Opinion | Circle of Friends Repairs Relationship Damage

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By Marcia Bronstein and Ari Gordon

On the campaign trail, John F. Kennedy was fond of pointing out that the Chinese word for crisis contained two characters, one indicating danger and the other opportunity.

This has certainly borne out with regard to a disturbing incident that took place in al-Hidayah Masjid, a mosque of the Muslim American Society, in North Philadelphia.

The Leaders Academy, a school housed in the mosque, recently allowed a children’s Arabic language performance about the “liberation of Palestine,” in which students danced to a song promoting gruesome violence and recited passages praising martyrdom. Educating children to lionize violence is clearly a danger.

MAS Philadelphia issued an extensive apology and the beginnings of an action plan, and the story of how it happened reveals how Philadelphia’s interfaith community turned the incident into an opportunity.

The Philadelphia Commission on Human Relations (PCHR) has worked with various faith organizations, including American Jewish Committee (AJC), to engage MAS and the Leaders Academy to address the issues at play.

The statement of apology acknowledges that their actions hurt both the Jewish and Muslim communities, that allowing this performance to take place was a grave mistake and lays out some concrete reparative actions they plan to take. The leadership appears to be sincerely apologetic and committed to ensuring that this could never happen again.

AJC’s local Muslim-Jewish partnership, the Circle of Friends, is a group of leaders from both communities that has been meeting every other month for three years. The well-established relations enabled Circle of Friends members to work with all parties behind the scenes during the Leaders Academy crisis as an open channel of communication, as facilitators, as experts and as caring community members. They conveyed directly to PCHR and MAS the concerns of Philadelphia’s Jewish and Muslim communities.

The true strength of our Muslim-Jewish relationships become evident as they are tested. We have not shied from conveying our distress, even as we did so face-to-face rather than from afar. We have not avoided keeping pressure on all those responsible to own the blame and to respond, even as we have counseled our own community not to blame all Muslims for the events of one institution. We do not shrink from calling the content of the performance abhorrent, even as we detest those who threatened violence against Muslim Philadelphians and their communities. It is not always easy to walk the line, but the trust we have built demands this of us.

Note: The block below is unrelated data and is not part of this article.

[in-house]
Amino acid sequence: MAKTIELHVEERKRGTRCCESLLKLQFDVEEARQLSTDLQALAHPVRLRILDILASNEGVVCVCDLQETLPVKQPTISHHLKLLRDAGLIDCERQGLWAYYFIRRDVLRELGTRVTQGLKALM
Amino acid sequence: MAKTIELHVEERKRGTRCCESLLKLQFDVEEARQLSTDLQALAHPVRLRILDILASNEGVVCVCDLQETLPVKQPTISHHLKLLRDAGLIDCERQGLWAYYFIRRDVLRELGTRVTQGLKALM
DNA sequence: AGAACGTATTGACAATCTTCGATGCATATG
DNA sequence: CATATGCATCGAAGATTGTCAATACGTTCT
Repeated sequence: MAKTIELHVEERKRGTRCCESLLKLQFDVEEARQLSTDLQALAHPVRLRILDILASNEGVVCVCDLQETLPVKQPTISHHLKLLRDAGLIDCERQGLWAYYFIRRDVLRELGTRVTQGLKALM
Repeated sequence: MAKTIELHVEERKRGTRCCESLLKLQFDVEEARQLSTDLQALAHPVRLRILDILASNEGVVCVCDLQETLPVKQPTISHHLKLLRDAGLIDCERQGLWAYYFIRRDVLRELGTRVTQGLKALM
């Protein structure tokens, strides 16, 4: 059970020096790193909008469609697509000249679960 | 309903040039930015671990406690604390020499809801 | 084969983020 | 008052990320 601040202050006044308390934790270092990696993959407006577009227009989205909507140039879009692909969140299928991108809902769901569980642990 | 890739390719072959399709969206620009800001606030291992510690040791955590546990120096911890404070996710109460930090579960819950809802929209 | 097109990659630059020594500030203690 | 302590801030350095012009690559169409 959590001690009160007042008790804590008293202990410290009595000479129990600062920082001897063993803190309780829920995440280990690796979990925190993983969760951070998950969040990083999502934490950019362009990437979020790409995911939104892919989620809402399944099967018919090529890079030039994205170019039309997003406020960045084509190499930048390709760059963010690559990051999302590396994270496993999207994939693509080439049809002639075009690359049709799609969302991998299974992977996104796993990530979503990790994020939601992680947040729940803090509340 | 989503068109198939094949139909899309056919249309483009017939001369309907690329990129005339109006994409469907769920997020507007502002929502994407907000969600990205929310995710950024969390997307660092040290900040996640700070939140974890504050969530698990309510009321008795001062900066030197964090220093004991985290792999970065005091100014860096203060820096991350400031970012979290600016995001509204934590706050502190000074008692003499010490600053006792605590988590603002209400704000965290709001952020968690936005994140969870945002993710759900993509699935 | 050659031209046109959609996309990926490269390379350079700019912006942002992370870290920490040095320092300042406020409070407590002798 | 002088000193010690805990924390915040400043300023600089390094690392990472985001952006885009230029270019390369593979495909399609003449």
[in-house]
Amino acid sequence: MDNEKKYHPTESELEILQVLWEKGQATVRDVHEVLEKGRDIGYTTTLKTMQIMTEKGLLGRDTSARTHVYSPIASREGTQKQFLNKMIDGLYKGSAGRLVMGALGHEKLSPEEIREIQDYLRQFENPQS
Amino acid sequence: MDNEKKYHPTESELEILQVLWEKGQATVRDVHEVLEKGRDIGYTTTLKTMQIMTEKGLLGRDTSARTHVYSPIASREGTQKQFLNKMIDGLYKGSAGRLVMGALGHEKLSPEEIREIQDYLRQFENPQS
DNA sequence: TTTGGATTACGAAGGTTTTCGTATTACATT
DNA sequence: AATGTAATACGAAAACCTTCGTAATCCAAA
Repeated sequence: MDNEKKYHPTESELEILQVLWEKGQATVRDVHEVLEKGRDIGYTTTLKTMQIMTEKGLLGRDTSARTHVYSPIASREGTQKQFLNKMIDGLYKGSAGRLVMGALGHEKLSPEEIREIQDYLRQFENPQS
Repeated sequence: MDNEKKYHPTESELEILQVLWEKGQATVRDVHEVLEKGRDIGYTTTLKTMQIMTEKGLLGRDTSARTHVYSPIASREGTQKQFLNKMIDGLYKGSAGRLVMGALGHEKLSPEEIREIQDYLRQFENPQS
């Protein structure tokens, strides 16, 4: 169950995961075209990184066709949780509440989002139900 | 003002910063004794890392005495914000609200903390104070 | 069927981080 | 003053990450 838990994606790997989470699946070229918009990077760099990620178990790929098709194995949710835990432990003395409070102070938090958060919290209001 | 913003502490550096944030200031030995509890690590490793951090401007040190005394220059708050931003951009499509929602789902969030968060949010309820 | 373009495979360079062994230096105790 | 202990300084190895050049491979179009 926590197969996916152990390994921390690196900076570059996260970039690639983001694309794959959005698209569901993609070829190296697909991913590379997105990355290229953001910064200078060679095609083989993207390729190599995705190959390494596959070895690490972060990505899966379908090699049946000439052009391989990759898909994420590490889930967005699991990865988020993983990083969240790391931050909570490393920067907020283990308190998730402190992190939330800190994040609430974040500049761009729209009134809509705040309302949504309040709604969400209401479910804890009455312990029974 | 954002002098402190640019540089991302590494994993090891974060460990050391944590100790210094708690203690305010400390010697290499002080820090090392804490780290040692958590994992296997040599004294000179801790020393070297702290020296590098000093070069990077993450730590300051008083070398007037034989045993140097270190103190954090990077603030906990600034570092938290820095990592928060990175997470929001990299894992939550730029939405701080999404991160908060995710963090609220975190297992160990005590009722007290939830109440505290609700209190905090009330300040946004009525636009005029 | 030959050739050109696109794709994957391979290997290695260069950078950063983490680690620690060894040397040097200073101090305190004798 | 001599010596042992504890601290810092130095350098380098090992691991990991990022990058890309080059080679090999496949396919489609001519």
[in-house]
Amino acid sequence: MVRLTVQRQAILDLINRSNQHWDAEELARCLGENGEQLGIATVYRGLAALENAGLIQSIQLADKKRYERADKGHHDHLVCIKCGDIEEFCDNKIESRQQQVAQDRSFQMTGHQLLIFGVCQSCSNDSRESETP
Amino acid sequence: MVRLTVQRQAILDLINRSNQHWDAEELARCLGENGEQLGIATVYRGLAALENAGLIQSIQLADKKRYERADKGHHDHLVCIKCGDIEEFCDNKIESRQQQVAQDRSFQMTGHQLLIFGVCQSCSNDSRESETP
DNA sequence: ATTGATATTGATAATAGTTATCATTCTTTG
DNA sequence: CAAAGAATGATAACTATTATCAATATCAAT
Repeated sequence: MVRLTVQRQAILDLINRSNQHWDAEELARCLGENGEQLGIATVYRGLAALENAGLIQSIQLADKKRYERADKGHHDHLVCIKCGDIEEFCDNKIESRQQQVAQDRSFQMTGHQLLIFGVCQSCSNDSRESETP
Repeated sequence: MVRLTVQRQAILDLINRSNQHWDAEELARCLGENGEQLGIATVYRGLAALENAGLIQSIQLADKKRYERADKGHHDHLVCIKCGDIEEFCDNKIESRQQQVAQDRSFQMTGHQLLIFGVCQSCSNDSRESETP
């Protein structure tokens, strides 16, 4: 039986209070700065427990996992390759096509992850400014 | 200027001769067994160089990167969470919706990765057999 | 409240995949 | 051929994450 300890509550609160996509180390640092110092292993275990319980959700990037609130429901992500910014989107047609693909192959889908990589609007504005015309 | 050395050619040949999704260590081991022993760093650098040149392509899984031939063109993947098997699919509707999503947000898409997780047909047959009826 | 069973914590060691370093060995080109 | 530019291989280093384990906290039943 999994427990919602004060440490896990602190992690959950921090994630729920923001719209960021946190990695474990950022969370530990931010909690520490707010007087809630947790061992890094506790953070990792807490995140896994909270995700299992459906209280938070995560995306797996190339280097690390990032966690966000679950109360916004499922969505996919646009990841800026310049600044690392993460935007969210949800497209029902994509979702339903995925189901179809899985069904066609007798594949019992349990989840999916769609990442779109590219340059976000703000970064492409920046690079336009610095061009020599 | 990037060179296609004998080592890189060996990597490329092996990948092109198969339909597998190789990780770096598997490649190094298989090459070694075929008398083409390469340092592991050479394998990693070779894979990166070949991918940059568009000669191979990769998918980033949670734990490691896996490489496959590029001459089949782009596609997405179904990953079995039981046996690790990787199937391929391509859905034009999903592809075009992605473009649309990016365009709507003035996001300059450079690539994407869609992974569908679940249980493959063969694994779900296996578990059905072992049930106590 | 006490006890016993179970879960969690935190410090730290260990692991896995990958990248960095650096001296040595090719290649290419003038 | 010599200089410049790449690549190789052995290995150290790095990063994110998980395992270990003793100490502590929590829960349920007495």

Circle of Friends is a regional affiliate of the Muslim-Jewish Advisory Council (MJAC), a national initiative convened in 2016 by AJC and Islamic Society of North America. The council works on domestic policy issues of concern to both communities in a bipartisan manner. MJAC combats the rise in hate crimes against both Muslims and Jews in America and stands as a model of what we can accomplish together when we check our own suspicions of the other at the door. Initiatives like the Circle of Friends and MJAC are not unique — the Sisterhood of Salaam Shalom has chapters in every major American city, including many in Greater Philadelphia. These moments of connection between Muslims and Jews in America is what we need to teach our children, not glorification of hate and violence.

If the lessons of this incident are truly learned, then students of Leaders
Academy must be taught to understand Jews better and to condemn violence as an
expression of social or political dissatisfaction in the U.S. or abroad.  The students, as
well as their teachers, would do well to engage with AJC and MJAC to learn more about
the Jewish community and the benefits of crossing interreligious boundaries for the
benefits of all.

All people of good will should work together through building bridges of
understanding to bring to fruition what the MAS states as its ultimate goal, “a positive
future for our community and to increase our work with people from all walks of life.”

Marcia Bronstein is the regional director of AJC Philadelphia/SNJ and Ari Gordon is the director of US Muslim Jewish Relations, AJC.

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